The lands of the Kings of England be considered and empire in the period 1154-1204
The term “empire” being used for the lands of the Angevian kings all begins with a man named Henry, who became known as Henry II of England, when he was crowned king at the age of 21 in December 1154; by 1166, he had 6 territories to his name, all of which he had gained in different ways. Henry had been granted Normandy by his farther, and had inherited Anjou and Maine upon his father’s death. Aquitaine had been gained through marriage to the Eleanor, the duchess of Aquitaine and Brittany came to Henry’s name when his son was betrothed to heiress of Brittany.
For a group of countries being held together under one person in the medieval period, geographical unity is essential, which the Angevian lands had. On the map, the lands of Henry can be seen all very close together, stretching from Northumberland to the Pyrenees, focused around important towns and cities and the English Channel (which were very important for trading), bordered by natural defenses, such as the Pyrenees hills and large areas of uncultivated land. Trading is seen as very important within an empire, as it suggests unity, where the lands are working to provide each other with what they need in order prosper.
Anjou had acted as a centre of communication for Henry’s lands, as it was geographically convenient. These characteristics of unity suggest that these lands were an empire. Another factor which suggests that the Angevian lands were an empire, is that most of the lands, especially England and Normandy were very similar in terms of law, administrative systems, justice and culture. This was due to the Norman invasion of England in 1066. Within 45 years the Angevian lands were ruled by 3 kings. Henry passed on these lands to his son Richard, who in turn passed them on to his younger brother John.
These lands had always been unified under one man only. The fact that Richard had claimed all of Henry’s lands, instead of dividing them between him and his brothers, as Henry has wanted, suggests that Richard saw all the lands as one. Upon Richard’s death, John had also inherited all the lands; this suggests that the intactness of these lands, means that they should be viewed as a whole, as an empire. However there are reasons conveying the idea that the Angevian lands should not be viewed as an empire.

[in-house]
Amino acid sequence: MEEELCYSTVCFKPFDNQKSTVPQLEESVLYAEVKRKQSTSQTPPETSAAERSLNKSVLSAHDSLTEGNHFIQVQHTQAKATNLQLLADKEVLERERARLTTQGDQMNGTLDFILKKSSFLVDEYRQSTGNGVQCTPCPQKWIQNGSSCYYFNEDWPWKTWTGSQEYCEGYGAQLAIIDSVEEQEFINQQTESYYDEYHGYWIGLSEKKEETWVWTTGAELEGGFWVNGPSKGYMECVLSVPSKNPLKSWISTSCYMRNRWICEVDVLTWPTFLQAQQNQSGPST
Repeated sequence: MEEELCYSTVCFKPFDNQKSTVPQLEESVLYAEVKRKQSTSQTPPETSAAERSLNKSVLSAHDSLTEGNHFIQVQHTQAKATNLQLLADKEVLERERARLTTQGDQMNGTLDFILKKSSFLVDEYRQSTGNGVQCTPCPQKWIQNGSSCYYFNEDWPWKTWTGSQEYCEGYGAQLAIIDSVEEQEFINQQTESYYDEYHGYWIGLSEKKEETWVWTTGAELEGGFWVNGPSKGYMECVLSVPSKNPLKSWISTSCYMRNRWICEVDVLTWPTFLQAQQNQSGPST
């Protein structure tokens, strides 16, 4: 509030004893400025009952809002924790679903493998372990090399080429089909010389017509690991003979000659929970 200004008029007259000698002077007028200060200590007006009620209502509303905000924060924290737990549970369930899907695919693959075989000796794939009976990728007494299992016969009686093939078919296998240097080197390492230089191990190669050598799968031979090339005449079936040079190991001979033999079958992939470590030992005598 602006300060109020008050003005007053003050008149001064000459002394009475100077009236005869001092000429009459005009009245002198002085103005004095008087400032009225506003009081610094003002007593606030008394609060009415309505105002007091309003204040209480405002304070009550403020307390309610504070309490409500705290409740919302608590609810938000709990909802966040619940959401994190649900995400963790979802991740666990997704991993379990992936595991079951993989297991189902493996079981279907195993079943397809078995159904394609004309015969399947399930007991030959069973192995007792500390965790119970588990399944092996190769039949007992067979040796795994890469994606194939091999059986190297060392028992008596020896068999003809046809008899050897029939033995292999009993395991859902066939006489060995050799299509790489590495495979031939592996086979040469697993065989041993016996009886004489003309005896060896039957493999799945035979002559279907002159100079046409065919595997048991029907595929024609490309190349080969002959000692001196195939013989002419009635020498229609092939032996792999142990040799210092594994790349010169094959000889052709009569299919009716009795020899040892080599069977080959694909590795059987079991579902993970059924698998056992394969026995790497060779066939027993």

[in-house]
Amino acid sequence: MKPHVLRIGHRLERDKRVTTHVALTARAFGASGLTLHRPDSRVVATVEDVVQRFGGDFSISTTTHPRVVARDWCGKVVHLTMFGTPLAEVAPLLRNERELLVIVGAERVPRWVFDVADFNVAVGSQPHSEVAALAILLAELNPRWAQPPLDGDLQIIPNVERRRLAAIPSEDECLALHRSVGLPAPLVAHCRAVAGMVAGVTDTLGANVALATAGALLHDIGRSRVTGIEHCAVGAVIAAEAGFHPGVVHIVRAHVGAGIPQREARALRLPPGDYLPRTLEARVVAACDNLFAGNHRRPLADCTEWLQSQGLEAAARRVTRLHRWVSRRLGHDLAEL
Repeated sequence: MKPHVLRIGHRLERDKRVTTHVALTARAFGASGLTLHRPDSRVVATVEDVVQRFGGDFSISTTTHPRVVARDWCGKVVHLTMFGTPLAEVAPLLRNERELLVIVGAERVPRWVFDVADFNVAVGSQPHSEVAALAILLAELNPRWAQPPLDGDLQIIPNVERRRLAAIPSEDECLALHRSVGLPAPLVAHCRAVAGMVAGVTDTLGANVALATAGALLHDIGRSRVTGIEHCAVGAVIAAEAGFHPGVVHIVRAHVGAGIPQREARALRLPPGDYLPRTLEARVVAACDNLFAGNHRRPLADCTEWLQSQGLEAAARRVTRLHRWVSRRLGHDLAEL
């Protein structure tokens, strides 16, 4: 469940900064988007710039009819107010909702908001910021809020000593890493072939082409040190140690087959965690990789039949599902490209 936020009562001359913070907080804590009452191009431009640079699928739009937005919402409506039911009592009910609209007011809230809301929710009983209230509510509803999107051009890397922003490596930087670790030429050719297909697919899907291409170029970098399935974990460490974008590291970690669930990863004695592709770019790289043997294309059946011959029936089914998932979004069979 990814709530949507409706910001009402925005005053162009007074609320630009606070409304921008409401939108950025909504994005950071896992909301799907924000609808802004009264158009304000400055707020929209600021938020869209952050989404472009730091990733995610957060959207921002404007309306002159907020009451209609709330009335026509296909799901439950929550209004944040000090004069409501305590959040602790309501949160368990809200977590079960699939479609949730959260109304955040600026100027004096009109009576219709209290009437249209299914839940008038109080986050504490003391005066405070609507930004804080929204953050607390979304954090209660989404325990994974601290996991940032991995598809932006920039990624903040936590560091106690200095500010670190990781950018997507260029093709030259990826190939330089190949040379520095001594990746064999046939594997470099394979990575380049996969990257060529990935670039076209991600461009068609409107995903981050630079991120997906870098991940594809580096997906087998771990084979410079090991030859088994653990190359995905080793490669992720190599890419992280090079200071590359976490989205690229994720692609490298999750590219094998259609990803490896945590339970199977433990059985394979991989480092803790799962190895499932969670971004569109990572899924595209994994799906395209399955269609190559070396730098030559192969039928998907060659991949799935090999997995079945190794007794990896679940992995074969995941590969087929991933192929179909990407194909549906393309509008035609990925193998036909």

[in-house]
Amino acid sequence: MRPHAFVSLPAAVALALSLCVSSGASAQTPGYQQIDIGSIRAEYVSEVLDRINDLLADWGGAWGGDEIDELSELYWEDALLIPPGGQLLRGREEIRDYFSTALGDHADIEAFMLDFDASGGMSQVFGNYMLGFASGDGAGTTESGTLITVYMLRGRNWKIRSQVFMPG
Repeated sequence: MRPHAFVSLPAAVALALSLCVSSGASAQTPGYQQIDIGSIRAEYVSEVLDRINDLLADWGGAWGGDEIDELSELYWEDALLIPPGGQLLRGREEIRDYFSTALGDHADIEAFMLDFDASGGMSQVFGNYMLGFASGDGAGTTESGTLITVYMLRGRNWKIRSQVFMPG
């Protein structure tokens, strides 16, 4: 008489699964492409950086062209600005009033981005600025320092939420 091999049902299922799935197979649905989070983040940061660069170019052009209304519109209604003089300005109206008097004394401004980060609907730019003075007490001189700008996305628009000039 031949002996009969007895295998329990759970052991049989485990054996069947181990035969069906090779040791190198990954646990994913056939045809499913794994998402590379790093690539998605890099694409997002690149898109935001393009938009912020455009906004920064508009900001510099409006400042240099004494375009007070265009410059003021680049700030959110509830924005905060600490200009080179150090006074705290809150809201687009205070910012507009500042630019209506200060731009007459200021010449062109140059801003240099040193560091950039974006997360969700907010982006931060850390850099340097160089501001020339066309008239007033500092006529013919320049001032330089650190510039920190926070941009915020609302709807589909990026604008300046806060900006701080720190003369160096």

For example Henry had never wanted Richard to inherit his whole empire; he had always wanted it to be shared between all his sons, he wanted to give Normandy, Anjou and England to young Henry, Aquitaine to Richard and Brittany to Geoffrey. The fact that Henry had not planned his lands to remain as one, means that he also did not view is lands as an empire. The fact that Richard had claimed the whole of Henry’s lands upon his death, suggest that Richard may have been greedy for wealth and power. Henry, Richard and John, never classed themselves as emperors and were never known by the title of “emperor”.
However, Henry, Richard and John were known as Dukes of Normandy, Aquitaine and Anjou. This shows that Angevian family were not all powerful and had had complete control over their lands, because as dukes, they would have been required to obey the higher in authority, such as the French King. Also even though England and Normandy were similar in cultures and customs, the rest of the lands weren’t, especially in Aquitaine, which was very hard to rule, and in Anjou. The fact that the Angevian’s had struggled to make changes in laws and customs in these areas suggests that the Angevian’s didn’t rule these lands, they just were under their names.
The dictionary definition of the term “empire” is “An extensive group of united states or countries under a single supreme authority formally known under the title of an emperor or empress. ” The fact that rifts had begun to arise between the Angevian lands, especially in the 1180’s and 1190’s, which manifested between the English and Norman diverging laws and inheritance customs and that neither Henry, Richard or Jon referred to themselves as Emperors, means that neither the rulers nor the people saw these lands as an empire.